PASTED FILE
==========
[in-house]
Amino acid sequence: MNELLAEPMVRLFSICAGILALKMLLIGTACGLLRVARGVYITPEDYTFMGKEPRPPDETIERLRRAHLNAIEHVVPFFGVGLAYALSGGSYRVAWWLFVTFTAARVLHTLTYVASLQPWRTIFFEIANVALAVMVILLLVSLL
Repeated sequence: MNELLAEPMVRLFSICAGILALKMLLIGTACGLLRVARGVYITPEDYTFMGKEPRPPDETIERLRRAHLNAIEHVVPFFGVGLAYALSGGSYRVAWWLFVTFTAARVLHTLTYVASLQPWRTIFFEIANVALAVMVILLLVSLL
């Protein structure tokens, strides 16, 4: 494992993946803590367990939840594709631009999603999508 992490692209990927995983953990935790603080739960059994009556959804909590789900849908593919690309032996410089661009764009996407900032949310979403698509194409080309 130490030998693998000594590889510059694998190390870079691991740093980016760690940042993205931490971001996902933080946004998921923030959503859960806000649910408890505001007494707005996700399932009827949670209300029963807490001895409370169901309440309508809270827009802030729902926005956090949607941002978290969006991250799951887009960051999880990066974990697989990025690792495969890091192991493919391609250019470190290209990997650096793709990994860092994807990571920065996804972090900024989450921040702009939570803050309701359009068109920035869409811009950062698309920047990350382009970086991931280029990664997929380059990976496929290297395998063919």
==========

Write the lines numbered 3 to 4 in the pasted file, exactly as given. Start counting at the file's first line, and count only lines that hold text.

Repeated sequence: MNELLAEPMVRLFSICAGILALKMLLIGTACGLLRVARGVYITPEDYTFMGKEPRPPDETIERLRRAHLNAIEHVVPFFGVGLAYALSGGSYRVAWWLFVTFTAARVLHTLTYVASLQPWRTIFFEIANVALAVMVILLLVSLL
């Protein structure tokens, strides 16, 4: 494992993946803590367990939840594709631009999603999508 992490692209990927995983953990935790603080739960059994009556959804909590789900849908593919690309032996410089661009764009996407900032949310979403698509194409080309 130490030998693998000594590889510059694998190390870079691991740093980016760690940042993205931490971001996902933080946004998921923030959503859960806000649910408890505001007494707005996700399932009827949670209300029963807490001895409370169901309440309508809270827009802030729902926005956090949607941002978290969006991250799951887009960051999880990066974990697989990025690792495969890091192991493919391609250019470190290209990997650096793709990994860092994807990571920065996804972090900024989450921040702009939570803050309701359009068109920035869409811009950062698309920047990350382009970086991931280029990664997929380059990976496929290297395998063919």